Posted by: Patricia Salkin | October 28, 2012

Fed. Dist. Court in Ohio Allows Temporary Political Sign Case to Proceed

Plaintiff, Greenburg, filed suit against the City of Sylvania, as well as the City’s mayor and zoning administrator.  The plaintiff alleges he was threatened by an illegal sign citation in response to his placing a temporary political sign in his front yard.  The City moved to dismiss, or in the alternative for summary judgment, contending that Greenburg lacks standing.  The United States District Court, Northern District of Ohio, Western Division granted in part and denied in part the City’s motion to dismiss, and denied the City’s motion for summary judgment.

The court first addressed procedural issues, determining that motion would be treated as a factual challenge to subject matter jurisdiction, allowing the court to consider the evidence submitted thus far.

The plaintiff displayed a sign in his yard advocating the re-election of President Obama.  The City instructed the plaintiff that he would be cited for the sign if he did not remove it, as the sign violated a local law that provides temporary signs cannot be displayed more than seventy days before, and seven days after, a contest.  The plaintiff brought a 42 U.S.C. §1983 action, seeking damages, injunctions, and a declaratory judgment providing that law, as applied, violated his Fourteenth Amendment rights.  The plaintiff then amended his complaint to include a facial challenge to the seventy-seven day rule, as well as other challenges to the discretion of City officials.

In determining the outcome of this case, the court primarily looked to whether the plaintiff had standing to file suit.  The District Court stated that in order for the plaintiff to show standing, he must show an injury, a connection between the injury and the defendant, and the likelihood that the court would provide a remedy.  At issue in this matter was whether the plaintiff had alleged an injury. Thus, the court applied this factor to each claim alleged by the plaintiff.

The court first assessed the plaintiff’s claims concerning the seventy-seven day allowance, the permit requirement for signs to be displayed outside the seventy-seven day requirement, the discretion used in deciding whether seventy-seven days is reasonable, and the discretion given to the body determining the outcome of the permit application.  The City claimed there was no injury, as the plaintiff had never been actually cited for the violation.  The court disagreed, finding that the threat of citation by the City sufficiently injured the plaintiff, as it constituted a “credible threat of prosecution, coupled with an intention to engage in conduct giving rise thereto.”  Furthermore, the court failed to agree with the City’s contention that the threat did not injure the plaintiff, as the plaintiff could have been prosecuted civilly, rather than criminally.  Even though the court found the plaintiff knew of this option, the court found this knowledge did not obviate the fact the City zoning official knocked on the plaintiff’s door and unequivocally told him he would be criminally prosecuted unless the sign was removed.  Thus, the court found the plaintiff was injured and had obtained standing.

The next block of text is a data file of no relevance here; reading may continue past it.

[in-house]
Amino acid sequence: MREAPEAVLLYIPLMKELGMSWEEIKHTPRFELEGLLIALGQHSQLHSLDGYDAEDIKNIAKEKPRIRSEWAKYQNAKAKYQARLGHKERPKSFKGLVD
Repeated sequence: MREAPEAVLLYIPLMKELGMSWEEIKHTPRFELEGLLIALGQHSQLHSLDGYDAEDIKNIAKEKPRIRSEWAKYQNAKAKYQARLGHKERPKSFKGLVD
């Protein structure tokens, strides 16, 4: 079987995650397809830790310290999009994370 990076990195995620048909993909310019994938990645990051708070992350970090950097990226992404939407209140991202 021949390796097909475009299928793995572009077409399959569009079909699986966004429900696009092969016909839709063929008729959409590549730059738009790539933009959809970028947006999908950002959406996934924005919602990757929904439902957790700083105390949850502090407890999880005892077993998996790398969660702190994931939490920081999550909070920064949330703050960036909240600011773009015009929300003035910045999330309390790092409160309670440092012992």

Notwithstanding that the court found an injury concerning the permit related causes of action, the court also found the plaintiff alleged sufficient facts at this point in time sustain an unlawful prior restraint claim.  The court made this determination as City officials charged with dispensing the permits are seemingly vested with broad discretion regarding the sign’s aesthetic appearance and its ability to promote the architectural character of the property.  The defendant countered by stating that since the plaintiff did not exhaust his administrative remedies an injury has not occurred, and, thus, standing does not exist.  The court disagreed, providing that the defendant’s argument goes to ripeness and not standing.

The plaintiff had also challenged the regulation limiting the number of signs permitted on a parcel.  The court found the plaintiff lacked standing on this claim, as he did not allege how this regulation affected or injured him.

Greenburg v. City of Sylvania, Case No. 3:12 CV 1848 (U.S.D.C., N.D. Ohio, Aug. 29, 2012),

The opinion can be accessed  here.


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